Such boundaries don’t appear to exist in the French Quarter, where people carry around huge cups, even fishbowls full of liquor. The party isn’t kept indoors, it’s spilling out all over the streets. Even the calmer, less-trafficked bars are noisy and raucous. Don’t expect to do anything in a hurry here, either: everybody takes their time, makes small talk, and wants to be your friend. Showing up on time is received with some amount of bemusement–everybody here is running at least a little bit late. And nobody is taking anything too seriously, because we’re all here to have a good time.
It’s fair to say that this sensibility is nothing like what I’m used to, living in the northeast. As a place to unwind, to enjoy life without any time pressures or demands, it’s wonderful. I’m not sure I could deal with it as my daily routine, though!
Alongside the ubiquitous bars are endless restaurants and gift shops, peppered with pipe shops (“for tobacco use only,” they swear), art galleries, mask vendors, voodoo and occult shops (and voodoo is a very serious thing here–be respectful and don’t take photos of anything), strip clubs, and likely many other offbeat establishments that escaped my attention. I admit that I was alcohol-impaired for some of my wanderings and, my senses overwhelmed, I may have (nay, certainly) omitted some gems.
I would be remiss to leave out the negative, though. The French Quarter is not all fun and games–violent crime remains a problem here, though I can’t say I personally witnessed or even heard about any. The city also still bears deep scars from Hurricane Katrina, which permanently displaced about 100,000 black residents. This is not terribly obvious in the French Quarter, which was spared Katrina’s devastating floods, but if you branch out into residential areas, it is difficult to miss. There remain many abandoned, boarded-up houses, and the downtown areas also still have a number of blighted buildings in need of rehabilitation or demolition.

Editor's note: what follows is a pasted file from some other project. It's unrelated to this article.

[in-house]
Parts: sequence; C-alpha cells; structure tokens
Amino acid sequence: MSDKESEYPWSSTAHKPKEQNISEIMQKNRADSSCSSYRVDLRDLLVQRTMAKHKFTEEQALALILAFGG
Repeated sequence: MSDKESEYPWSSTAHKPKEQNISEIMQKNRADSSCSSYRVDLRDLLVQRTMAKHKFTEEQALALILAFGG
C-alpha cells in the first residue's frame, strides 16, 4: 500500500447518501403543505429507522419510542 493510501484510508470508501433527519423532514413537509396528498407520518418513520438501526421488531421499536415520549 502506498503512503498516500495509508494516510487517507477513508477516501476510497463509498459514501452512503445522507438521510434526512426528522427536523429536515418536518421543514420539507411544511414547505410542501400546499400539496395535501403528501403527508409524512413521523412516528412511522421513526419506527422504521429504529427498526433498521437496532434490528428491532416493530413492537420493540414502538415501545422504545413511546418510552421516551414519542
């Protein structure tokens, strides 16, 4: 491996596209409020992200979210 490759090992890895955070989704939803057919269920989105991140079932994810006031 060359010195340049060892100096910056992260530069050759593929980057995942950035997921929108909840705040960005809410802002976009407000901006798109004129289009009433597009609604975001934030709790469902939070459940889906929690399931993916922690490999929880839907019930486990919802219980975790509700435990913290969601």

The city is also gentrifying, a process that is often a mixed bag for the cities which experience it. As a historically black city, New Orleans has seen the influence of the black community wane in the wake of Katrina, and that trend has continued as black residents have become poorer and have not reaped the benefits of the investment coming into the city. This is the double-edged sword of gentrification: newcomers can make a killing, boosting the city as a whole, but long-time residents are crowded out of that wealth, and even their homes. The composition of the city shifts, and the individual impact of such changes tends to be underappreciated.
I am left wondering how my New Orleans experience might have been different if I’d visited pre-Katrina. Has the culture diluted, diminished since then? Has the city become more commercial and less authentic (an admittedly impossible dichotomy to document)? The economic devastation felt by many residents is palpable once you emerge from the tourist trap of the Quarter–I doubt that was present, at least to such a degree, before the storm.
For better or worse, though, New Orleans is an American city in the truest sense. It is culturally unique, almost indescribable–an unintentional social experiment whose results couldn’t be replicated no matter how hard anyone tried. The love for life, the food, the music, the in-your-face religion, the individualism on display, and yes, even the commercialism–it presents a distinct yet perfect capsule of the American experience. It is a city whose people have, in many ways, been failed, and whose future remains in doubt. All I know is that there will never be another like it, and I’ll be very surprised if I ever visit another city that feels quite the same, that leaves such an impression.
Thank you, New Orleans!